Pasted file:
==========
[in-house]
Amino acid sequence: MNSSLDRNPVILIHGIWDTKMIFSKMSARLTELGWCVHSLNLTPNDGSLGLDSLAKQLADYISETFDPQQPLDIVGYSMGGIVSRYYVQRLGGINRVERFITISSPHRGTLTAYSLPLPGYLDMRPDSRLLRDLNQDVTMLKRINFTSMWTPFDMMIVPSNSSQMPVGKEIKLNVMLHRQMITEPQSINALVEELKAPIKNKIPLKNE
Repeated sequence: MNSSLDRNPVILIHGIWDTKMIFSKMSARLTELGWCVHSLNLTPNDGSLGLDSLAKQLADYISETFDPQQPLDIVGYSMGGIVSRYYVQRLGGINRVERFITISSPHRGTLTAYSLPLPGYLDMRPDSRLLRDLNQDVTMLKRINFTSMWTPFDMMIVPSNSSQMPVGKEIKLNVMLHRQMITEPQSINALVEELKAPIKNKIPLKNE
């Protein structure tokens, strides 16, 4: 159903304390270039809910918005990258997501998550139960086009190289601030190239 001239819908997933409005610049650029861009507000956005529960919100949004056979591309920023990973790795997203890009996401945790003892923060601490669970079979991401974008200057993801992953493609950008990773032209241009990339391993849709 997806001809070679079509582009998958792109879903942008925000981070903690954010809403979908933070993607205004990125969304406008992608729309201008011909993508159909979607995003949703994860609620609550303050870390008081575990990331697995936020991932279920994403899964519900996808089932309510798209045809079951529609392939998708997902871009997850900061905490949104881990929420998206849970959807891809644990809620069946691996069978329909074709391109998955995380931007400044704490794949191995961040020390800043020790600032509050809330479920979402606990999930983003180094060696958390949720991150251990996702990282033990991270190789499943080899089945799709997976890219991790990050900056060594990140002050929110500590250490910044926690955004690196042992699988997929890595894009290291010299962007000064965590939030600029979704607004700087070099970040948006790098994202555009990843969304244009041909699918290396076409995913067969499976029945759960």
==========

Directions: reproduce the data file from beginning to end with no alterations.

[in-house]
Amino acid sequence: MNSSLDRNPVILIHGIWDTKMIFSKMSARLTELGWCVHSLNLTPNDGSLGLDSLAKQLADYISETFDPQQPLDIVGYSMGGIVSRYYVQRLGGINRVERFITISSPHRGTLTAYSLPLPGYLDMRPDSRLLRDLNQDVTMLKRINFTSMWTPFDMMIVPSNSSQMPVGKEIKLNVMLHRQMITEPQSINALVEELKAPIKNKIPLKNE
Repeated sequence: MNSSLDRNPVILIHGIWDTKMIFSKMSARLTELGWCVHSLNLTPNDGSLGLDSLAKQLADYISETFDPQQPLDIVGYSMGGIVSRYYVQRLGGINRVERFITISSPHRGTLTAYSLPLPGYLDMRPDSRLLRDLNQDVTMLKRINFTSMWTPFDMMIVPSNSSQMPVGKEIKLNVMLHRQMITEPQSINALVEELKAPIKNKIPLKNE
């Protein structure tokens, strides 16, 4: 159903304390270039809910918005990258997501998550139960086009190289601030190239 001239819908997933409005610049650029861009507000956005529960919100949004056979591309920023990973790795997203890009996401945790003892923060601490669970079979991401974008200057993801992953493609950008990773032209241009990339391993849709 997806001809070679079509582009998958792109879903942008925000981070903690954010809403979908933070993607205004990125969304406008992608729309201008011909993508159909979607995003949703994860609620609550303050870390008081575990990331697995936020991932279920994403899964519900996808089932309510798209045809079951529609392939998708997902871009997850900061905490949104881990929420998206849970959807891809644990809620069946691996069978329909074709391109998955995380931007400044704490794949191995961040020390800043020790600032509050809330479920979402606990999930983003180094060696958390949720991150251990996702990282033990991270190789499943080899089945799709997976890219991790990050900056060594990140002050929110500590250490910044926690955004690196042992699988997929890595894009290291010299962007000064965590939030600029979704607004700087070099970040948006790098994202555009990843969304244009041909699918290396076409995913067969499976029945759960």